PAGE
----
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U.S. ambassador to Canada David Jacobson delivers a speech on the impact of the U.S. election on Canadian-American relations, Dec. 4, 2012 in Montreal. (Ryan Remiorz/The Canadian Press)

U.S. ambassador to Canada David Jacobson delivers a speech on the impact of the U.S. election on Canadian-American relations, Dec. 4, 2012 in Montreal.

(Ryan Remiorz/The Canadian Press)

Politics Today: The link between climate change and Keystone Add to ...

Politics Today is your daily guide to some of the stories we’re watching in Ottawa and across Canada, by The Globe and Mail’s team of political reporters.

What climate change means for Keystone

The U.S. wants something from Canada in exchange for its oil, according to U.S. ambassador David Jacobson: progress on climate change. With President Barack Obama making climate change an issue for his second term, Mr. Jacobson said Ottawa should follow suit.

Mr. Jacobson, doing the rounds, gives a luncheon speech to the Empire Club of Canada in Toronto today.

Canadians don’t like the Senate: poll

Canadians are not happy with the Senate’s status quo, but are split on whether it’s better to elect senators or just get rid of the institution all together, according to a new Angus Reid poll.

Thirty-seven per cent of respondents want to abolish the Senate, while 40 per cent want elected senators. The two are within the survey’s 3.1 per cent margin of error. Just 5 per cent said they liked the current guidelines and 19 per cent weren’t sure. About half of Albertans and British Columbians favoured election, while half of Quebec respondents said Canada doesn’t need a Senate.

Respondents were very supportive – with at least two-thirds support – of a national referendum, eight-year terms and direct elections. Opinion was nearly evenly split on the questions of abolishing the Senate or having them appointed by a panel of distinguished Canadians (instead of just the prime minister).

The online survey among Angus Reid’s 1,002 panelists was conducted Feb. 11 to 12.

Wallin’s Senate expenses

Senator Pamela Wallin is facing an audit by Deloitte over her travel expenses, which both she and Prime Minister Stephen Harper say are in line with what other parliamentarians bill. A Globe and Mail analysis of the publicly available disclosure reports shows that Ms. Wallin has the third total travel costs since Sept. 2010, behind Northwest Territories Senator Nick Sibbeston and Nova Scotia Senator Terry Mercer. The average Senator’s travel costs are $119,530 during that period, while the top seven senators billed more than $300,000.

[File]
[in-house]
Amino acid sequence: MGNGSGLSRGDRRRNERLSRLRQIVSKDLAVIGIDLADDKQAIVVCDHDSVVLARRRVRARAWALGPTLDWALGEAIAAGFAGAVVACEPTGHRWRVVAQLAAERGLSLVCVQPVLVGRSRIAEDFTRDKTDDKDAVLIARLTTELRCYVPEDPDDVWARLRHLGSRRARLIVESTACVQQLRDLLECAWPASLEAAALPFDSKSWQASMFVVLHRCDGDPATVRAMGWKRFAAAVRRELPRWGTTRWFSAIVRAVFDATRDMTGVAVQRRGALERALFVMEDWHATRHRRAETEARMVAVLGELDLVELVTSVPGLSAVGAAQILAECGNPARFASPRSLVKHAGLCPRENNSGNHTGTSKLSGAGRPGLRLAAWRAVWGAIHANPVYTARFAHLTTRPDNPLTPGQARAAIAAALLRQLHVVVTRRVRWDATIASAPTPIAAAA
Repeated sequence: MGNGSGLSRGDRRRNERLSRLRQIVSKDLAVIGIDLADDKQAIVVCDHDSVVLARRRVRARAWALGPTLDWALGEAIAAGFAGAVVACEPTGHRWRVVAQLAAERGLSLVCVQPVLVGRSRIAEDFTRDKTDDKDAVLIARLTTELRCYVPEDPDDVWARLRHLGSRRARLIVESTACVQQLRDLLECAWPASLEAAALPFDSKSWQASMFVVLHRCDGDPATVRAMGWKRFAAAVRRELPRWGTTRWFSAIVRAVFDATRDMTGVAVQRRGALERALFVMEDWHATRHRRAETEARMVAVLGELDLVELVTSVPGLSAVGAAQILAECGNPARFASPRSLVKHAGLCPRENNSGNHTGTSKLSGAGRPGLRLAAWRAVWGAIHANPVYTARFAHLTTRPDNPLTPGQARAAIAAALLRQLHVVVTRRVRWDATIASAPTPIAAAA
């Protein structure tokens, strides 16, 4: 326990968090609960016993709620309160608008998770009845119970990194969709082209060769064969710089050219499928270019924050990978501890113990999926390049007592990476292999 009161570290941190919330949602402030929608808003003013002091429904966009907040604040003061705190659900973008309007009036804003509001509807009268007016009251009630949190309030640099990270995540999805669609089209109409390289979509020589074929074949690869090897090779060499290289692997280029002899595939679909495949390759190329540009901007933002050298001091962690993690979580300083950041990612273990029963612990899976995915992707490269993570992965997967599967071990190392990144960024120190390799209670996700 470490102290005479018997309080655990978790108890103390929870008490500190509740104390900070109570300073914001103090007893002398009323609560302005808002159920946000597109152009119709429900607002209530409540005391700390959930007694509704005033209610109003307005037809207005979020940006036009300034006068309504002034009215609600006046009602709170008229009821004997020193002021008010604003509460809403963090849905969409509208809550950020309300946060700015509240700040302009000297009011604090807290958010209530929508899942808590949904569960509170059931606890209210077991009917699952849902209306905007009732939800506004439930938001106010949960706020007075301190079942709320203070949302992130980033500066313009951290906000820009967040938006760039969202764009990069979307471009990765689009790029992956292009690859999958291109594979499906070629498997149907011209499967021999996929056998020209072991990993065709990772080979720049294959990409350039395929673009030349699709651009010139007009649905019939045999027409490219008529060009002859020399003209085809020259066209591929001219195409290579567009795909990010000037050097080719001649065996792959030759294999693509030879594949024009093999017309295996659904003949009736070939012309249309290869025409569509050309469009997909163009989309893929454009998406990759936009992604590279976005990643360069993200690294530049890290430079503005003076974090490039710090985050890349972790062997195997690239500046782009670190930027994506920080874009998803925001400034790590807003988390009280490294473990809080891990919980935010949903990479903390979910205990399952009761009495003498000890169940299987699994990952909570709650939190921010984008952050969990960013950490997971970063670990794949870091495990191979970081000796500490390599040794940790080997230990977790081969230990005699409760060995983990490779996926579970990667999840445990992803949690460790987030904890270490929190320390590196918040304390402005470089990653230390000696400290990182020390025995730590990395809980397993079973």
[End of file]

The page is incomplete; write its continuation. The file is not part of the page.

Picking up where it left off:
The travel costs are broken down by “regular” and “other travel” – the former being travel between a senator’s home province and Ottawa, and the latter representing other official Senate business. Most of Ms. Wallin’s travel is classified as “other,” and in fact is much higher than her comrades: $321,000 of other travel, with the next-highest Colin Kenny of Ontario at $192,000.

Among Saskatchewan Senators, Ms. Wallin has the highest travel expenses, though most are above average. Robert Peterson, who retired last year, billed $272,000 from Sept. 2010, while Pana Merchant billed $237,000 and David Tkachuk with $203,000.

But enough about the Senate, here are some other goings-on today:

‘Ensuring the protection of personal information’

Human resources bureaucrats, including deputy minister Ian Shugart, are testifying before the human resources committee this morning over the protection of personal information. Human Resources and Skills Development Canada announced last month it had lost a hard drive with the personal information of 583,000 student loan borrowers. The government is facing class-action lawsuits over the loss.

What Canada won’t concede to Europe

Canada’s foreign takeover rules are complicating its free-trade talks with the European Union, The Globe and Mail has learned. The EU wanted exemptions to the rules, but the Harper government has resisted, given the high drama when the guidelines were released late last year.

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